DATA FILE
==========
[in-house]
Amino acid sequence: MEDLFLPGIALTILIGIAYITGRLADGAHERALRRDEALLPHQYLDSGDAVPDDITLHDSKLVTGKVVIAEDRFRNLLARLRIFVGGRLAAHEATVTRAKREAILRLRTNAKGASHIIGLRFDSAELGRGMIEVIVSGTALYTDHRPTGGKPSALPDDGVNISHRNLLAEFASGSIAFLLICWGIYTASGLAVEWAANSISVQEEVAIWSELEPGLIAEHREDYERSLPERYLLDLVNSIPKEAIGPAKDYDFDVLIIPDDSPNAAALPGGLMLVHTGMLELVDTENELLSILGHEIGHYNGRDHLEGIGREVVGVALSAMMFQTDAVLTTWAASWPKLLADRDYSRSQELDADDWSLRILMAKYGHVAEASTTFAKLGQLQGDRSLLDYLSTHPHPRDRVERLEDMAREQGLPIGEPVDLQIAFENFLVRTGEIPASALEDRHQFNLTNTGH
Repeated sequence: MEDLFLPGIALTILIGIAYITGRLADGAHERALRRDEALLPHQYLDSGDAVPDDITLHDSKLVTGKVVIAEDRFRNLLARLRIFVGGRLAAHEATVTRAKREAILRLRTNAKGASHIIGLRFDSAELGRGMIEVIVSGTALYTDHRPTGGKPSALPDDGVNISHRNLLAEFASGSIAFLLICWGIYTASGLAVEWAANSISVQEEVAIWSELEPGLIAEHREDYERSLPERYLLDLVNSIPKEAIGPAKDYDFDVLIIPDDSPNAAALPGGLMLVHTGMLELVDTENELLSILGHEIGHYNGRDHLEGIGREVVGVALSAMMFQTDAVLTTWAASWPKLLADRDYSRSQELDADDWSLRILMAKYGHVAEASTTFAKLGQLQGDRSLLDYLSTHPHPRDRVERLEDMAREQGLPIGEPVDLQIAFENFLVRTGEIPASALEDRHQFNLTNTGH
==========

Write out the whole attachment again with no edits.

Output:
[in-house]
Amino acid sequence: MEDLFLPGIALTILIGIAYITGRLADGAHERALRRDEALLPHQYLDSGDAVPDDITLHDSKLVTGKVVIAEDRFRNLLARLRIFVGGRLAAHEATVTRAKREAILRLRTNAKGASHIIGLRFDSAELGRGMIEVIVSGTALYTDHRPTGGKPSALPDDGVNISHRNLLAEFASGSIAFLLICWGIYTASGLAVEWAANSISVQEEVAIWSELEPGLIAEHREDYERSLPERYLLDLVNSIPKEAIGPAKDYDFDVLIIPDDSPNAAALPGGLMLVHTGMLELVDTENELLSILGHEIGHYNGRDHLEGIGREVVGVALSAMMFQTDAVLTTWAASWPKLLADRDYSRSQELDADDWSLRILMAKYGHVAEASTTFAKLGQLQGDRSLLDYLSTHPHPRDRVERLEDMAREQGLPIGEPVDLQIAFENFLVRTGEIPASALEDRHQFNLTNTGH
Repeated sequence: MEDLFLPGIALTILIGIAYITGRLADGAHERALRRDEALLPHQYLDSGDAVPDDITLHDSKLVTGKVVIAEDRFRNLLARLRIFVGGRLAAHEATVTRAKREAILRLRTNAKGASHIIGLRFDSAELGRGMIEVIVSGTALYTDHRPTGGKPSALPDDGVNISHRNLLAEFASGSIAFLLICWGIYTASGLAVEWAANSISVQEEVAIWSELEPGLIAEHREDYERSLPERYLLDLVNSIPKEAIGPAKDYDFDVLIIPDDSPNAAALPGGLMLVHTGMLELVDTENELLSILGHEIGHYNGRDHLEGIGREVVGVALSAMMFQTDAVLTTWAASWPKLLADRDYSRSQELDADDWSLRILMAKYGHVAEASTTFAKLGQLQGDRSLLDYLSTHPHPRDRVERLEDMAREQGLPIGEPVDLQIAFENFLVRTGEIPASALEDRHQFNLTNTGH